Thursday, February 25, 2010

A Réalisateur and A Prophet

Director Jacques Audiard and actor Tahar Rahim last month in San Francisco.  Their award-winning film "A Prophet" (Un Prophete) opens in San Francisco on March 5.   Omar P.L. Moore/

By Omar P.L. Moore/        Follow popcornreel on Twitter FOLLOW
Thursday, February 25, 2010

A smoking pipe is what stands between a journalist and a conversation. 

On the end of the pipe is director Jacques Audiard, who for 10 minutes has been effortlessly sending drifting wisps of smoke into the already cloudy San Francisco air.  Some Californians may wince at this, but Mr. Audiard cares little as he surveys the street and the architecture towering over it.  Typically French.  And why not?

Standing nearby is 28-year-old Tahar Rahim of Belfort, France.  Charismatic, with a slight build, he seems the opposite of a fish out of water in these California environs. 

Trying to speak French to him -- Anglo-French -- isn't a humiliating experience.  It isn't a struggle to make a fool of oneself in front of Mr. Audiard, who laughs, but helps his questioner along in his vain attempts to converse in the guests' native tongue.

Mr. Rahim, an easygoing young man, hasn't let the success of his role as Malik in Monsieur Audiard's remarkable "A Prophet" (Un Prophete) get to his head.  He is friendly and relaxed as he opines on some of the differences between France and America, as well as on his future flights to India to promote "A Prophet".  The epic film has been on an amazing journey over the last nine months.  "A Prophet" won last year's Grand Prize (Palm D'Or) at Cannes.  Earlier this month it won an Oscar nomination for Best Foreign Language Film.

In January Mr. Audiard's film picked up 12 Cesar Award nominations, including best director, actor, screenplay and picture, leading the field for France's top film awards.  (The Cesars will be held this Saturday, a day after "A Prophet" opens in New York and Los Angeles.)  The film played at last month's Sundance Film Festival in Park City, Utah and was awarded the BAFTA for Best Film Not In The English Language earlier this week.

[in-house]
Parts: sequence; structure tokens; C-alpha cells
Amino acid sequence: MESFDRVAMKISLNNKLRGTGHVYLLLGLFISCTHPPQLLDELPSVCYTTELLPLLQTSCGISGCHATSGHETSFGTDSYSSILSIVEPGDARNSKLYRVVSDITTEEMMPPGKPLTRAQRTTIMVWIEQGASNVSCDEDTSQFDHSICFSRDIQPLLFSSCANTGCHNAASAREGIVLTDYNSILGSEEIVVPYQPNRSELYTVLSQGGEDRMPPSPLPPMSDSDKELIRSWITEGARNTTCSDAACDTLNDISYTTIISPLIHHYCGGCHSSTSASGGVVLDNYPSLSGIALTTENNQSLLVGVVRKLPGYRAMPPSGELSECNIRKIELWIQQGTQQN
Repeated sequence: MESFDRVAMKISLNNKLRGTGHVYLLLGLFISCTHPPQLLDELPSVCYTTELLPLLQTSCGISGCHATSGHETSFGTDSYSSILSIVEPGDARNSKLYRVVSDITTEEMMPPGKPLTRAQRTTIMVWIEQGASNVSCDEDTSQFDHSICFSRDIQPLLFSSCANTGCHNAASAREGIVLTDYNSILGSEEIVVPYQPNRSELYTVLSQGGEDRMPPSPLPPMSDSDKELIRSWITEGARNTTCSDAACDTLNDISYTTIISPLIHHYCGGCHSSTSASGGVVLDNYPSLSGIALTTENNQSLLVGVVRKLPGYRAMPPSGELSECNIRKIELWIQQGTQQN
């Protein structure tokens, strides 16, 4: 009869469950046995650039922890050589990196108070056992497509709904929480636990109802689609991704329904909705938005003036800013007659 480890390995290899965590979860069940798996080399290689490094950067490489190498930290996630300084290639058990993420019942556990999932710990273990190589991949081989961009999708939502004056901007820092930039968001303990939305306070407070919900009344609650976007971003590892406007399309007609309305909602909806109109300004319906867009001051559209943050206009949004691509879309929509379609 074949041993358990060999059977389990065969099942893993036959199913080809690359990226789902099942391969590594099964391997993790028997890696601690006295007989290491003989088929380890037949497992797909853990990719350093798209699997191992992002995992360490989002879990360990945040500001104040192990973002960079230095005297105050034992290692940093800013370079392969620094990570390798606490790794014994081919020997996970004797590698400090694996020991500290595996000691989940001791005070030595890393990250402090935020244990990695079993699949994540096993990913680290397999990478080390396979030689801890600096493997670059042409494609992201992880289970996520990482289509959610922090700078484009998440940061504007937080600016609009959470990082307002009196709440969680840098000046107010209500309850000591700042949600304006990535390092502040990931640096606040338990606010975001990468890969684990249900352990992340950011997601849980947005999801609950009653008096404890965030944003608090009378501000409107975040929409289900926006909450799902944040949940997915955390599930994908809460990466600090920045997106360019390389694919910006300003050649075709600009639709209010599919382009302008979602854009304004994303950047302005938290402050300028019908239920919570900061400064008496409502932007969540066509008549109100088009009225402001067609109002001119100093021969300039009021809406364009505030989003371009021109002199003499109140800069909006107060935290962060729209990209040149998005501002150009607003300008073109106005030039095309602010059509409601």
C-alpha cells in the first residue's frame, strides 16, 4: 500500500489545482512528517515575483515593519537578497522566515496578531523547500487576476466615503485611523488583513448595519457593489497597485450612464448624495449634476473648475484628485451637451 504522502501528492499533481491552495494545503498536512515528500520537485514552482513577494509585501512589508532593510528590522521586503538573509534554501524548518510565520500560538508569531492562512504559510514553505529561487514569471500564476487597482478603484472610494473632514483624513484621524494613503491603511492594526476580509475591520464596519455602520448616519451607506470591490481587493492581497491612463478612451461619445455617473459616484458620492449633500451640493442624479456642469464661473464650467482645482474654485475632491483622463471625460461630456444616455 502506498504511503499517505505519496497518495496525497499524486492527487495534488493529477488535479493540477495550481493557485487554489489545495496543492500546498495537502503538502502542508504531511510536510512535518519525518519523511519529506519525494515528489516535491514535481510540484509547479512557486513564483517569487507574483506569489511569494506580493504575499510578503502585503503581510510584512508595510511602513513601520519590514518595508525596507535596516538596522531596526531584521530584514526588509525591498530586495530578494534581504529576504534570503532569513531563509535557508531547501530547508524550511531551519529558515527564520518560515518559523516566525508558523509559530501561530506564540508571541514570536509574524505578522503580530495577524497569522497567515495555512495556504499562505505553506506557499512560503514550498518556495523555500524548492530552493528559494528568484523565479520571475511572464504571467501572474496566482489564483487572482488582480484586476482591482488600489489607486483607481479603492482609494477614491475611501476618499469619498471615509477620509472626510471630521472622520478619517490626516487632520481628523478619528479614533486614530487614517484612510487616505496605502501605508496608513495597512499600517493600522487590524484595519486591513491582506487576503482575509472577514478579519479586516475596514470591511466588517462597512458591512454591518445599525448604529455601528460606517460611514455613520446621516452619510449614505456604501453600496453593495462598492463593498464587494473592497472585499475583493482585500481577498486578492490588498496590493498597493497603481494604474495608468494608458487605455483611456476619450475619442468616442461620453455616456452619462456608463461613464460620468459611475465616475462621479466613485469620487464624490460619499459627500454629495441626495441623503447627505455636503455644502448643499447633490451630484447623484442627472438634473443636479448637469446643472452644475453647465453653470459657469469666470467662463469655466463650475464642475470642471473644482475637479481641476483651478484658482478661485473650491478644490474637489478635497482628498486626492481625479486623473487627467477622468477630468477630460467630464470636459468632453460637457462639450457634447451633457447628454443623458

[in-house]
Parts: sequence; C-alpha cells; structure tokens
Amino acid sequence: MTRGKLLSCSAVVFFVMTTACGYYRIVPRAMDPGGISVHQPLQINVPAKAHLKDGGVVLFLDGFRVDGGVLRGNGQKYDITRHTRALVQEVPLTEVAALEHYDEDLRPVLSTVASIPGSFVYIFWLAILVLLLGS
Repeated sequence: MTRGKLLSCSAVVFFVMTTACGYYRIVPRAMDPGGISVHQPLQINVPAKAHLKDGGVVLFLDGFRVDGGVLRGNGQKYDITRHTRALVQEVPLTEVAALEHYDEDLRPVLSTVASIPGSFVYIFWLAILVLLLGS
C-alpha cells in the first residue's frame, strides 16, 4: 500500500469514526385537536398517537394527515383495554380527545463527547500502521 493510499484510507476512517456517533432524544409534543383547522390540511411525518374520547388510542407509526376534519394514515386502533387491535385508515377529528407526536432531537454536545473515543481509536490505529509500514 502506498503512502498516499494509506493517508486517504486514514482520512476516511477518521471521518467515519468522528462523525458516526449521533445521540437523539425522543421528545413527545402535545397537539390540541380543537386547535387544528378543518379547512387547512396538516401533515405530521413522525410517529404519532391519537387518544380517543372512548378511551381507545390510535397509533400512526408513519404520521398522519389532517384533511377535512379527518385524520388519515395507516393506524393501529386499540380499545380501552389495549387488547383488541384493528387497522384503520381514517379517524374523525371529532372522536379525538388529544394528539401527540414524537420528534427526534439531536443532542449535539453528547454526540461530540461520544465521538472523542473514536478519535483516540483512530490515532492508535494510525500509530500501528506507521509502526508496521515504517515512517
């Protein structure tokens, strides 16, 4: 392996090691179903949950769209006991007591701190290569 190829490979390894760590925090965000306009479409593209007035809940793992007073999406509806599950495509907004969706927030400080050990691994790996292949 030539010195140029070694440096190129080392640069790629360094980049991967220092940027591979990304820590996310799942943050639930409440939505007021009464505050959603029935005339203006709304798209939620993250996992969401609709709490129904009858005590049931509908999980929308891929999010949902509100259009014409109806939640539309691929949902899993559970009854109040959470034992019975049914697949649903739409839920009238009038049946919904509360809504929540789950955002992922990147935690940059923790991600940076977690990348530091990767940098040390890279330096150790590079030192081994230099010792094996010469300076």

"A Prophet" is about Malik, a part Arab, part Corsican man who enters the penal system and takes a journey that has to be seen to be appreciated.  Powerful, immediate and always absorbing, "A Prophet" is the kind of film that hews firmly to character study, yet has a solid plot integrating the dynamics of character to give the story its propulsive force. 

"It's a big film," Mr. Rahim said. 

Mr. Rahim's resume consisted of a grand total of one feature film prior to working on "A Prophet" opposite decorated veteran actor Niels Arestrup, who plays Cesar, a gangland crime boss.  Mr. Arestrup also starred in Mr. Audiard's acclaimed drama "The Beat That My Heart Skipped".

During the conversation, the newcomer gave an unsurprising response to a question about working with Mr. Arestrup.

"Yes, I was intimidated," confirmed Mr. Rahim with a smile. 

"And not least of all by him", he quickly added as he motioned to Mr. Audiard, who laughed knowingly. 

Mr. Rahim suddenly reverted to speaking French and translator Don McMahon interpreted.  "[The collaboration with Mr. Arestrup] was stimulating and it allowed me to overcome certain obstacles and come to the forefront.  That was the challenge, which I overcame.  And I had a lot of help." 

To execute the director's vision, careful calibrations and calculations took place.

"Each scene -- each situation, we would go through what degree of dramatic intensity it should have to make the whole thing work.  Maybe you have 150 or 250 sequences, or close-ups or different things.  It was all (shot) in one place," said Mr. Audiard.  "Time stands still", he said of "A Prophet", some of which looks and feels as if it takes place on a chessboard filled with human drama.  There's black and there's white, and then there's all the grays in between, where the characters are concerned.

Musically, "A Prophet" recruits the talents of Alexandre Desplat, the composer who has scored dozens of films around the world, including in Hollywood.  Mr. Audiard noted that often in American films there's "wall-to-wall" music.  He cited that when both he and Mr. Desplat were in Paris after the latter's arrival there from another working session in Hollywood, Mr. Desplat had talked about having done "an hour and 40 minutes, an hour and 50 minutes" of music for a Tinseltown film. 

Contrast that with the 20 to 25 minutes' worth that Mr. Desplat put in for Mr. Audiard's "A Prophet", which took 16 weeks to shoot. 

The director gives a hearty laugh when recalling the disparate times spent on music in his conversation with Mr. Desplat.  (The composer's latest big screen music score can be heard in this Friday's initial U.S. release of Roman Polanski's new film "The Ghost Writer".)

Asked about stereotypes of Arabs in film and whether he thought about such issues when making "A Prophet", the director said: "This was a genre film and it was to have roles that were not traditional and that hadn't been seen in that type of film before.  That was the project.  That's what we wanted to do."

"A Prophet" (Un Prophete) opens in New York and Los Angeles exclusively this Friday, February 26.  The film opens in San Francisco on March 5.

Tahar Rahim as Malik in Jacques Audiard's epic film "A Prophet" (Un Prophete).    Sony Pictures Classics

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